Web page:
WARNING: While this is intended to be a light-hearted exploration of various alternative zine formats, some of the history behind them include mentions of abuse and PTSD.


Twine is a tool for making hyperlink fiction with a minimal ammount of programming experience and in the 10s in particular, it spawned a whole community of creators who made "video game zines" in the format. They'd use it for essays, surreal stories and smut.

The scene kind of imploded, partially because it stopped being the new exciting thing (I think people caught on to the fact that many of the non-fiction twines feel a bit like "this could have been a blog post, but no one reads blogs anymore") and partially due to cliquishness and harassment.

(If it sounds like there's a whole novel worth of backstory here that I'm trying to gloss over, you'd be wrong. There are several novels worth and we do not have the time.)


“With the trashzine, I tore up the pages because I didn’t have the time or energy to bind them. I put them in ziploc bags—trash binding. In this new form they were resistant to the elements and could go interesting places. I hid one in Oakland under a bridge, and posted coordinates online. Someone found it. “
– from Hot Allostatic Load by Porpentine

This is still a nascent format, which was born out of the... everything mentioned above. While recovering from a harassment campaign, one former twine author made a "trashzine", a ziploc bag filled with torn pages to symbolize her own mental state at the time.

I've yet to see this concept take off, but I think it's REALLY promising. There's an interesting design challenge in trying to make a zine where someone could easily get the pages out of order (one thought I've had is staple a string between some pages and you could essentially do an analog twine game), and you could include trinkets and other stuff in the bag.

It's absolutely a very useful format for fractured, nonlinear stories and ideas, and I also think it'd just be funny to sell a zine at a convention or something that looks like an actual racoon made it.

"Wanna buy my 'zines?"

I could also see trash zines work beatifully as an APA (= a format where everyone contributes to the same zine that's then sent out mainly to all the contributors, a sort of analog forum.)

You get a workshop going with, say, twelve people, you get at least twelve ziploc bag and everyone contributes something to each bag. There's a photocopier, but no particular requirement to put the exact same thing in every bag, also several imperfect methods of reproduction such as linoleum mats, carbon paper or instant cameras. Then at the end, each contributor gets one of the bags containing whatever nonsense they and others have put into it.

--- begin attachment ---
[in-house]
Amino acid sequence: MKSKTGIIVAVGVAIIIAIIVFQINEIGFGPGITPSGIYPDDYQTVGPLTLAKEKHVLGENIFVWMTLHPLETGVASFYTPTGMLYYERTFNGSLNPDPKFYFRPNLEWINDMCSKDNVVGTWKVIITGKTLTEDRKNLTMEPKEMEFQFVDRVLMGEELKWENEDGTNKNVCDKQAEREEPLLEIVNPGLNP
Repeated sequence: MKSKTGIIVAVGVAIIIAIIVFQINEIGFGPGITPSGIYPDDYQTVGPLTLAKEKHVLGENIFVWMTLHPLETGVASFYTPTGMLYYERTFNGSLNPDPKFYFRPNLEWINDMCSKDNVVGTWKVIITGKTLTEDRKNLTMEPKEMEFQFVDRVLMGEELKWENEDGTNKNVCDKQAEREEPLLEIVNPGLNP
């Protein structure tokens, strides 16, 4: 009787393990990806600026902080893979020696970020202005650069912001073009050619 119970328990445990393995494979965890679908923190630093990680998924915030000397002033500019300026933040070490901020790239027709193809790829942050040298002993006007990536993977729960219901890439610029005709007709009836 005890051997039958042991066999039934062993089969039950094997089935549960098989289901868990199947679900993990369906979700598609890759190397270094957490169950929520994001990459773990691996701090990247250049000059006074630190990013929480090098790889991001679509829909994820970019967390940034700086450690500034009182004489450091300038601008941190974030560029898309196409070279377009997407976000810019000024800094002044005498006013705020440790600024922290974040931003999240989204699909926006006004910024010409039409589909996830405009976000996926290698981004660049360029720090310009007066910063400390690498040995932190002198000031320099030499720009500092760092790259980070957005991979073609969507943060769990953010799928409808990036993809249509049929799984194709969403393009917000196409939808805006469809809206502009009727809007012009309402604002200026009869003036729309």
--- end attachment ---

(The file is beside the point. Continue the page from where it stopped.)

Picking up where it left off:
If there are bags left over, you could sell or auction them off as a curiosity, but otherwise it'd mostly be a thing within that workshop.

I don't want to downplay the origin of this format in trauma. It is a broken format for broken people, but I also think it is possible and important to find the joy in it.

Audio zine

"Don't you mean podcasts?" I mean yeah, it's prolly what it'd be called these days, but I'm talking way back. These came on cassettes and would include things like music, fanfic readings and other sundry stuff.

I keep thinking "y'know, I have blank cassettes, I could probably make it work" (I need to fix my recordable cassette player though).

It'd probably be more convenient to release it as a podcast, but I'm a sucker for analog audio formats.


I have a fan calendar I got from the Brony Thank You Fund on my wall. I'm glad that the last picture in the one I have is one I like and illustrating a blank "Notes:" page so I can keep it on my wall even after it's outdated.

Calendars are neat because they are typically cheaper to make than a full-scale artbook and they also provide some practical use. Some people are prolly just gonna get it to look at the art, but others might keep it around and fill it with notes about doctors appointments and the like and that’s neat.

One Page Zine

One page-zines are a great place to start if you want to make a unique, handmade zine right now. All you need is a piece of paper, a pair of scissors and maybe a pencil if you’re feeling spicy (and want your zine to have, y’know, actual content).

Detailed instructions on how to make one can be found here.

The neat thing about this format is that since it only requires one page, you can put anything you want on the back for people to discover only if they fold it out.

You could experiment with making it reversible or put a poster on the back, but I’d suggest simply printing out the instructions and fold that into your zine, make it open-source!

(P.S. This post was inspired and improved on by several Bobaboard anons.)